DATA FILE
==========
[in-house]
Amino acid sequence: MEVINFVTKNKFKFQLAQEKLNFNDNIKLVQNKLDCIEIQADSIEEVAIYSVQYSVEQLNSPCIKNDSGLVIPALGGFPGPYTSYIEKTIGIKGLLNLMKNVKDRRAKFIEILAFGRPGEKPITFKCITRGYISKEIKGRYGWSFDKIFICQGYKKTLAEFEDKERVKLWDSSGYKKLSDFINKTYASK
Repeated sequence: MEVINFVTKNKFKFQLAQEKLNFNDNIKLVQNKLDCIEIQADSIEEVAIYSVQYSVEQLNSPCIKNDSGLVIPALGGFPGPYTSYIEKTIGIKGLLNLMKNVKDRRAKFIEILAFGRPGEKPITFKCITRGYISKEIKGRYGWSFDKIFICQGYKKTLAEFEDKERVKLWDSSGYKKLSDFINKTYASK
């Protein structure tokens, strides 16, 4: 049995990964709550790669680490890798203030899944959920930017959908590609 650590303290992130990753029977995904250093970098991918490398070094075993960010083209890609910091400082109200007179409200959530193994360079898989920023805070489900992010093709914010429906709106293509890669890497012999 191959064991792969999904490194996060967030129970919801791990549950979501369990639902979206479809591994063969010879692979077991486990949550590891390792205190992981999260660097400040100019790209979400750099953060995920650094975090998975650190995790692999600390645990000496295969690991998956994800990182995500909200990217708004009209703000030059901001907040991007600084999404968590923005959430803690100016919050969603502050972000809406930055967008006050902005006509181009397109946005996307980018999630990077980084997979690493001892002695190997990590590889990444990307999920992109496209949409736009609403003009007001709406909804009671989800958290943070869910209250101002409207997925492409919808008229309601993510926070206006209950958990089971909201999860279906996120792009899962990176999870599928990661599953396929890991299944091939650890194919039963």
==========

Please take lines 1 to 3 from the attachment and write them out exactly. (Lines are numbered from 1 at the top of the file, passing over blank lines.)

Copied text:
[in-house]
Amino acid sequence: MEVINFVTKNKFKFQLAQEKLNFNDNIKLVQNKLDCIEIQADSIEEVAIYSVQYSVEQLNSPCIKNDSGLVIPALGGFPGPYTSYIEKTIGIKGLLNLMKNVKDRRAKFIEILAFGRPGEKPITFKCITRGYISKEIKGRYGWSFDKIFICQGYKKTLAEFEDKERVKLWDSSGYKKLSDFINKTYASK
Repeated sequence: MEVINFVTKNKFKFQLAQEKLNFNDNIKLVQNKLDCIEIQADSIEEVAIYSVQYSVEQLNSPCIKNDSGLVIPALGGFPGPYTSYIEKTIGIKGLLNLMKNVKDRRAKFIEILAFGRPGEKPITFKCITRGYISKEIKGRYGWSFDKIFICQGYKKTLAEFEDKERVKLWDSSGYKKLSDFINKTYASK